Nerve pain in Parkinson’s, called neuropathy, is often treated with medications, physical therapy, supplements, or a combination of these treatments.

Close to one million people in the United States are living with Parkinson’s disease (PD), according to the Parkinson’s Foundation. An estimated 90,000 people are newly diagnosed with this neurological disorder each year.

The main symptoms of PD involve trouble with movement, such as slow movement, tremors, and rigid muscles. However, it’s not uncommon for people with PD to have other symptoms, such as pain.

Researchers have found that pain is reported in about 60% of people with PD. Compared to those without PD, people with PD are also 2 to 3 times more likely to experience pain.

Musculoskeletal joint and muscle pain due to the movements of PD is the most common type of pain associated with PD. But nerve pain, also called neuropathic pain, can also be a part of PD. Keep reading to learn more about neuropathic pain in PD and how it’s treated.

Neuropathic pain happens when nerves become damaged or inflamed. The sensation of neuropathic pain can be described in several ways, including:

  • sharp or shooting
  • electric
  • burning
  • coolness
  • numbness and tingling (“pins and needles”)

Neuropathic pain is estimated to impact 5%–30% of people with PD. Its exact cause isn’t known.

It’s possible that nerves may become damaged or compressed due to posture changes or to involuntary muscle contractions (dystonia) associated with PD. Nutritional deficiencies may also play a role.

Additionally, peripheral neuropathy is a separate condition that can coexist with PD, even when they aren’t causing each other.

Central pain in Parkinson’s disease

Another subtype of nerve-related pain observed in PD is called central pain. This happens when the pathways in your body that control pain sensations aren’t working as they should.

About 10% of people who have PD will have central pain at some point. The exact cause of central pain isn’t known. It’s generally believed to be associated with the neurodegenerative effects of PD.

The experience of central pain can vary. Some may describe it as “pain all over,” while others may have a constant painful sensation in certain areas of the body. It may also occur with other symptoms like abdominal pain or shortness of breath.

Central pain is poorly understood and can be difficult to treat. In some situations, it can be managed by starting on levodopa treatment if you haven’t already. It’s also possible that other drugs may help with severe central pain, such as:

  • anticonvulsants
  • certain antidepressants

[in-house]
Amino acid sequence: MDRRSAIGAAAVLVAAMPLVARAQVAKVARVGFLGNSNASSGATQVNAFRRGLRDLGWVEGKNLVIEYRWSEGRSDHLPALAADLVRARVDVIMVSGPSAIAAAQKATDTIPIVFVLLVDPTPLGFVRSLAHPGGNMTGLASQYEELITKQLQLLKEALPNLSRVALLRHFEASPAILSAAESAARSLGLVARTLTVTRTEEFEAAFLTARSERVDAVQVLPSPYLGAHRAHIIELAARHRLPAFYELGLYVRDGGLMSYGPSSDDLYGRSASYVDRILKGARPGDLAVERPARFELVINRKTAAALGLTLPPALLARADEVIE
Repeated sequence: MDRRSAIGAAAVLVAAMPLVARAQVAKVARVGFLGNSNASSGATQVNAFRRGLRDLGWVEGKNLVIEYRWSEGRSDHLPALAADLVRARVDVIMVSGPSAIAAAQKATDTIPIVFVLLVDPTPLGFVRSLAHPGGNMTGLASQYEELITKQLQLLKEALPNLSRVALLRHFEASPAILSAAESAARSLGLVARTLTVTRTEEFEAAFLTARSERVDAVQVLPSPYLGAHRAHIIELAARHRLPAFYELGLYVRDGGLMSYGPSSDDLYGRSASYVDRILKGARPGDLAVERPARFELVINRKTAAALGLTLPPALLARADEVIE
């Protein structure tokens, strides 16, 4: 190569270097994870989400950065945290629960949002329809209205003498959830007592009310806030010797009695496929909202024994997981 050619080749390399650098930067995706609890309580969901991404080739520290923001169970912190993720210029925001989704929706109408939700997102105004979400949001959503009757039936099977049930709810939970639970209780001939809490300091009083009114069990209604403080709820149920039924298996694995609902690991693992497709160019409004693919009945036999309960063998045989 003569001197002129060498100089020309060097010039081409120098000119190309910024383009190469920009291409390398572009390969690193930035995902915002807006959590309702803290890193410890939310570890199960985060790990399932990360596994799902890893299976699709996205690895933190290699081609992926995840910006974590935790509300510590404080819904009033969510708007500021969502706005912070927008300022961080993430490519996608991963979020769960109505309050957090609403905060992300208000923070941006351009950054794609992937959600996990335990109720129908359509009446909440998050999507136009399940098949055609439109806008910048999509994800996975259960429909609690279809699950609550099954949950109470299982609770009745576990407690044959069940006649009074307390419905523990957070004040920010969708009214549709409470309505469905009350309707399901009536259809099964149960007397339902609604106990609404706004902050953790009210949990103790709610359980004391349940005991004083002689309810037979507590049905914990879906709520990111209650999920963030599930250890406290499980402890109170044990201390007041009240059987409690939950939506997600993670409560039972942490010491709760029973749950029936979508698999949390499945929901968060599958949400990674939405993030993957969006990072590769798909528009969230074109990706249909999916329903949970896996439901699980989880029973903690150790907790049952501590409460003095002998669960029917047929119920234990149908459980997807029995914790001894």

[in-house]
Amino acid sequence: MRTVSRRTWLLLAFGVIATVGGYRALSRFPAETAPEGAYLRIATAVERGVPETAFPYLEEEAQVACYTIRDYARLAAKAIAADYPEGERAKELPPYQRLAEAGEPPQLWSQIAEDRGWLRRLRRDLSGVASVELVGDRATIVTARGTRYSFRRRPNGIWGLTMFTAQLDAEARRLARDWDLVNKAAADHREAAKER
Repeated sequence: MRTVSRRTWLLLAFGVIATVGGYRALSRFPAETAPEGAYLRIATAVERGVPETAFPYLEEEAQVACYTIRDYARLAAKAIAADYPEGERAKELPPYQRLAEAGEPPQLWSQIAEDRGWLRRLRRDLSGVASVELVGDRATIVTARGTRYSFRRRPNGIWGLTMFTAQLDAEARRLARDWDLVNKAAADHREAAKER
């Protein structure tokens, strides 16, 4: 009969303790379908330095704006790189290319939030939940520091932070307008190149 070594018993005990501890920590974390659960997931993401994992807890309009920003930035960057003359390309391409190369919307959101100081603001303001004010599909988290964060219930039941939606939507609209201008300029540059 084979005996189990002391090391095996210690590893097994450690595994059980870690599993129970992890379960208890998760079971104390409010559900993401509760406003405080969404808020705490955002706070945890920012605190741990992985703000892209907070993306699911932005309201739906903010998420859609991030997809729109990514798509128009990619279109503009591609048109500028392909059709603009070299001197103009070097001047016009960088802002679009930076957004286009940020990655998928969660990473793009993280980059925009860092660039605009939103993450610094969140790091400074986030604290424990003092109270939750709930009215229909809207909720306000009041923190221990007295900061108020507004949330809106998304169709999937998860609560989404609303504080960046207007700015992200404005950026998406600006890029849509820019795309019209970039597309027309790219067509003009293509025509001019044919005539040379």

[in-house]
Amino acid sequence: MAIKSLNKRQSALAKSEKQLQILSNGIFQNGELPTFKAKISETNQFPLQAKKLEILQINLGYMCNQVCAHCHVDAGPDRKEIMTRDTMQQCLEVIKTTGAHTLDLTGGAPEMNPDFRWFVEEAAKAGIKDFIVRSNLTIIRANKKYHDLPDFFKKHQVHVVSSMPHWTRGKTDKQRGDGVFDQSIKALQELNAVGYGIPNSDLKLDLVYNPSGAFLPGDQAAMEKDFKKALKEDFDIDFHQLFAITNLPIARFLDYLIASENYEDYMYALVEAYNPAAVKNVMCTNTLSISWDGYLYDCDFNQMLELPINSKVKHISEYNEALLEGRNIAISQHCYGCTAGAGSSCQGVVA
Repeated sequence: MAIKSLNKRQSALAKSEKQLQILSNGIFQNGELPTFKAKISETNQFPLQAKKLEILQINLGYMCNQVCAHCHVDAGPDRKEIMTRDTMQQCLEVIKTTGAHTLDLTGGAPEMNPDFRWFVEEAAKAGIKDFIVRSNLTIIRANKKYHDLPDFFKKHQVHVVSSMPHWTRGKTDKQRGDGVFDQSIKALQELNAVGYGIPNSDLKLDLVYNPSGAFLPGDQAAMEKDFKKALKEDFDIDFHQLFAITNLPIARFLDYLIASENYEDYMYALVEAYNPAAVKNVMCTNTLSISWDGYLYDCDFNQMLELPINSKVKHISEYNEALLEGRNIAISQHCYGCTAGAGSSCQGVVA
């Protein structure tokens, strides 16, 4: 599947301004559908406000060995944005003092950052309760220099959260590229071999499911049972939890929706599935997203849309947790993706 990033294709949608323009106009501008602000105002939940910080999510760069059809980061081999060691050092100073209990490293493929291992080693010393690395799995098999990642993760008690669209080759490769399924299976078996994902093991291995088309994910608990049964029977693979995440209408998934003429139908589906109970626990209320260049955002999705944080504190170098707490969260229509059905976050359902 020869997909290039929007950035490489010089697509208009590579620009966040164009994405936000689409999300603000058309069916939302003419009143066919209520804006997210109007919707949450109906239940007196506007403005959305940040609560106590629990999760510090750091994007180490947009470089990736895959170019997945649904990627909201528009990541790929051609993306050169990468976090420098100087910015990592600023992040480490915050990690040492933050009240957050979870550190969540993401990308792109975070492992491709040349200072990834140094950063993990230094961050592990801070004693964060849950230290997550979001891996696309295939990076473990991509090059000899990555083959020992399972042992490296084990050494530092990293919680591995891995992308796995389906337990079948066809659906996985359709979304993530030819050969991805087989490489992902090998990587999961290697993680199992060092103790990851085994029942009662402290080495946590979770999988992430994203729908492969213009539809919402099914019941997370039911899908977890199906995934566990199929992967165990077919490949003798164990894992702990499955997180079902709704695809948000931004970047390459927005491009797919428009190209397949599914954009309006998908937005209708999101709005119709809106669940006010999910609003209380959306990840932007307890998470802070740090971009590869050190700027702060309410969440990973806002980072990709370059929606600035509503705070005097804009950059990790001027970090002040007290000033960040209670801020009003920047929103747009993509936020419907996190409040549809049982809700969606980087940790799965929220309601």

• narcotics
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The following treatments can be used to treat neuropathic pain in PD.


There are a few different medications that may be used to ease neuropathy pain. These include:

  • Anticonvulsants: While anticonvulsants are seizure drugs, they can also help with neuropathic pain. Some examples of anticonvulsants that may be used in people with PD are gabapentin (Neurontin) and pregabalin (Lyrica).
  • Antidepressants: Some antidepressants can also help with neuropathic pain. Examples of antidepressants that may be used for neuropathic pain in people with PD are:
    • duloxetine (Cymbalta), a serotonin-norepinephrine reuptake inhibitor (SNRI)
  • Topical medications: Topical medications are applied directly to your skin. Some topical medications, such as lidocaine or capsaicin, may also help to relieve neuropathic pain localized to a certain area of the body.

A 2019 review notes that other medical treatments may be used if the ones above aren’t effective at managing neuropathic pain. These include narcotics, cannabinoids, or other seizure medications.

B12 supplements

Levodopa is one of the most common drugs used to treat PD. It helps to boost dopamine levels in the brain, which can improve the movement-related symptoms of PD.

Levodopa is associated with neuropathy. One 2019 review found that the prevalence of peripheral neuropathy was 30.2% and 42.1% in those taking oral levodopa or receiving gastrointestinal infusions of levodopa, respectively.

Levodopa-associated neuropathy may be due in part to low levels of some vitamins, particularly B12. Indeed, older studies have found that individuals who’ve taken levodopa for a long time have lower levels of vitamin B12 and an increased risk of neuropathy.

It’s possible that B12 supplementation may help prevent PD-related neuropathy, although more studies are needed. A 2019 study found a trend toward a lower risk of sensory symptoms in people with PD who took a multivitamin or a multivitamin plus B12 supplement. However, this wasn’t statistically significant.

Physical therapy and exercise

Physical therapy is an important part of PD treatment. Additionally, there’s evidence that exercise may also impact some of the pain-related processes associated with PD.

Engaging with a physical therapist may help with your neuropathic pain. This is particularly important since neuropathy is associated with a higher fall risk and trouble with gait.

For example, if changes in posture are contributing to your neuropathy, a physical therapist can work with you to reduce posture instability. This may help prevent posture or pressure-related nerve damage.

Some people with PD develop neuropathy. This happens when nerves become damaged or inflamed and can lead to sensations of shooting pains, burning, or numbness and tingling.

There are a few ways that neuropathy due to PD may be treated. These include medications, supplements, and physical therapy. If you have PD and neuropathy, your doctor may use one or a combination of these to help ease your symptoms.

Be sure to let your doctor know if you have any questions about your neuropathy treatment or find that it’s not effectively managing your symptoms.